Tip #5: You are the sum of your choices

(cross-posted in “approaches to teaching” section because parents need to know this too!)

You are the sum of your choices. If you choose to eat supersized fast-food meals every single day of your life, you will be unhealthy. You may not be fat if you exercise a lot, but all that sodium and sugar and “empty calories” can’t be good for your body.

It is the same with academia. If you (or your parents) engage me to teach you once a week, that’s a good thing. You will have access to good English (both spoken and written) for at least the duration of that time slot. But if you go on to produce and consume horrible English for the rest of the day, and for the rest of the week, then no matter how good your teachers are, you will not do well.

To put it in the language I see nowadays on online games popular with the local crowd:
eh dun spik liddat w8 ur england fail

This is one of the biggest reasons why I focus on helping students love the English language, instead of just focusing on exam techniques. Not all online leisure activities are equal, and I believe that what we choose to do in our leisure time directly affects our brains (and if you’re a student, it affects your results).

You know that meme that goes “Y U NO <do something>”? To understand why it is funny, we have to understand that we usually say “why don’t/didn’t you <do something>”, and that the rage of the character in the picture is so intense that he forgets how to speak like a normal civilised human being. Perhaps it’s not such a bad thing to be on 9gag, after all.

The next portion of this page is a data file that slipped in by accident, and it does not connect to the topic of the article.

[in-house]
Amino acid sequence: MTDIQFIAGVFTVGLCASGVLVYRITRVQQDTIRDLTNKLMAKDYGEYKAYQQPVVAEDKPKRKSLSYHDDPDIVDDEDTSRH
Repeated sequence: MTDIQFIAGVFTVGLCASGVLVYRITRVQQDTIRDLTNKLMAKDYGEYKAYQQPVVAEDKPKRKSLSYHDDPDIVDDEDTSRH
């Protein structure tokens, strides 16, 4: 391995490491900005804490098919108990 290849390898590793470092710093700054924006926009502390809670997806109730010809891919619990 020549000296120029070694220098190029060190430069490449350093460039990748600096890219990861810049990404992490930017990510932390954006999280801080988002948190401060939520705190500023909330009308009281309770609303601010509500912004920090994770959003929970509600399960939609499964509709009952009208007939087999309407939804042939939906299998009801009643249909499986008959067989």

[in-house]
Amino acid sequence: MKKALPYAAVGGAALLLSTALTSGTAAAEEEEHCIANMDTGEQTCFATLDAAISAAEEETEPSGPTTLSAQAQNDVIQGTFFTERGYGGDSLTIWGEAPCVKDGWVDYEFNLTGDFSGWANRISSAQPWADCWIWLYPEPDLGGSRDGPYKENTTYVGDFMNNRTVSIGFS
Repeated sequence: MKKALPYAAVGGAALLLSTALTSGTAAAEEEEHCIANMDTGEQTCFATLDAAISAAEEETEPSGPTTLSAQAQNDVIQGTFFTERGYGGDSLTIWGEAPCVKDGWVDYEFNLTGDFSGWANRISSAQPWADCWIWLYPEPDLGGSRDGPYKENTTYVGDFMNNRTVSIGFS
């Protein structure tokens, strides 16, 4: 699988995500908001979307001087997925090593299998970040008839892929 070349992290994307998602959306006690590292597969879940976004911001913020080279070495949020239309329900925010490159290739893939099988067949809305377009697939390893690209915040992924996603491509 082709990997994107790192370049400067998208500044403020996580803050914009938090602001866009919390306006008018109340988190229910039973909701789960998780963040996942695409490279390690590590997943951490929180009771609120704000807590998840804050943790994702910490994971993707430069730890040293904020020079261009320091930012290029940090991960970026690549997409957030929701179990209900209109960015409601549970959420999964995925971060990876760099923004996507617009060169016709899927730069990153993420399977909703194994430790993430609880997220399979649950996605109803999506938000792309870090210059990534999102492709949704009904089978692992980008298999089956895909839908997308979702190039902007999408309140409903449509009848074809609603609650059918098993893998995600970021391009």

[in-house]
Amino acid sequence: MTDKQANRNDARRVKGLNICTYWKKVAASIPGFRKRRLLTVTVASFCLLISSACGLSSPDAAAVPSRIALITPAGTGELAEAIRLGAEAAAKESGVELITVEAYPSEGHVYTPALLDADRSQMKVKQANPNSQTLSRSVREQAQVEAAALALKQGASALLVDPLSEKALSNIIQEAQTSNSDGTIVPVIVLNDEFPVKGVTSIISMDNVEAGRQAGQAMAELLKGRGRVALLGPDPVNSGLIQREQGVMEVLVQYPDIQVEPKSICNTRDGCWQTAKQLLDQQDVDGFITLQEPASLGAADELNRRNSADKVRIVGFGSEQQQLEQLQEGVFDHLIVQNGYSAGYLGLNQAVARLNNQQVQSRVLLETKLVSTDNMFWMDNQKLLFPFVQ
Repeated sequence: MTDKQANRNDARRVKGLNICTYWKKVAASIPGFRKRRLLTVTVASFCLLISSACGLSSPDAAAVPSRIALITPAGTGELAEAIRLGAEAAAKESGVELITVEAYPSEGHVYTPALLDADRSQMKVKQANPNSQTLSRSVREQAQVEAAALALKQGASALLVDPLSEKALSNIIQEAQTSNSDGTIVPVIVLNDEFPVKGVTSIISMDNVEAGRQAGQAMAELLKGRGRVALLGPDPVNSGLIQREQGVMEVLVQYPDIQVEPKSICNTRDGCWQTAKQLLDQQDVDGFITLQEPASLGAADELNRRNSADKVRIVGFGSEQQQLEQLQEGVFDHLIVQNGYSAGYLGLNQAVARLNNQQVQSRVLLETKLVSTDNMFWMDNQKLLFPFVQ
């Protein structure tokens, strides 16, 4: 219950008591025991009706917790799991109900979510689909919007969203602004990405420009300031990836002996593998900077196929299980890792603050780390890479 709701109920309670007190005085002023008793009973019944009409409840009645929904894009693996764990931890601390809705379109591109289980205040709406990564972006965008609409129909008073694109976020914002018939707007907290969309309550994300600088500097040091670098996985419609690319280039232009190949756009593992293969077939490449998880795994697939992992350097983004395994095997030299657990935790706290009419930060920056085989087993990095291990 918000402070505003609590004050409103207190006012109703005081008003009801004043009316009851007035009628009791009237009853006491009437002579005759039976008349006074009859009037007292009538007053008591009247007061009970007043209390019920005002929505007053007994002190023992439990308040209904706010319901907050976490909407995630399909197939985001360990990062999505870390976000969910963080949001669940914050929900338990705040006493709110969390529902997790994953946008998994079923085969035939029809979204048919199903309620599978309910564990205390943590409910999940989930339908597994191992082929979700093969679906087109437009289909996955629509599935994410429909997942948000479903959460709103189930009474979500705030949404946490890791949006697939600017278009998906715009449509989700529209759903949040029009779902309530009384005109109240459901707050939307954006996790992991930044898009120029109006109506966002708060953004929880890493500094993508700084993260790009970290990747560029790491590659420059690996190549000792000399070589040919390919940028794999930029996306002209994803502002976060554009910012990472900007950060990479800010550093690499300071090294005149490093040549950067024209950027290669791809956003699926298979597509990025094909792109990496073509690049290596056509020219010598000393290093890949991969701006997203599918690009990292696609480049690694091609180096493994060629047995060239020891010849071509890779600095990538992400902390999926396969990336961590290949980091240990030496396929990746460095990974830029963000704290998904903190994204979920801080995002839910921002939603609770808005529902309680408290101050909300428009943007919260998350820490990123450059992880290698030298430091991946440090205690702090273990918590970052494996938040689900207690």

I’m definitely not saying that being on 9gag will help you get an A in your English exams (but becoming a Stephen King fan just might). What I’m saying is that if you immerse yourself in good English only once a week, you’re not going to see improvement.

You are the sum of your choices. What will you choose today?


Are you looking for an English tutor? For one-on-one lessons or group lessons, please send an email to kevinseahsg@gmail.com, or call/SMS/whatsapp 97700557 (Singapore only). I’m not always at my phone, so if I don’t pick up, please leave me an SMS to let me know you’re looking for a tutor.


Education should never JUST be about grades, but…

Education should never JUST be about grades, but the reality of it is that my students are in a system that is very unforgiving for students who don’t perform well. So here’s my solution: I take my cue from my own teachers, the brilliant people whom I’ve had the absolute privilege to be taught by. They taught me the skills I needed to pass my examinations, but they also taught me about life.

Some of my teachers were a little bit peculiar, a little bit strange, but they tended to be the ones who really made a difference. There was that Physics teacher who would occasionally talk about the power of prayer, and to include the non-praying students among us, he would also talk about how having a quiet moment (while other people were praying) worked wonders to calm the mind. Now that I’m a teacher myself, I recognise that he was teaching us to tap into the power of a mind that remains calm in the face of pressure. There was that PE teacher who would talk (or scream) about the need for determination in every facet of our lives. Most of this was done while we were in the push-up position, or running like dying children round and round the track, but it’s definitely a lesson that stuck.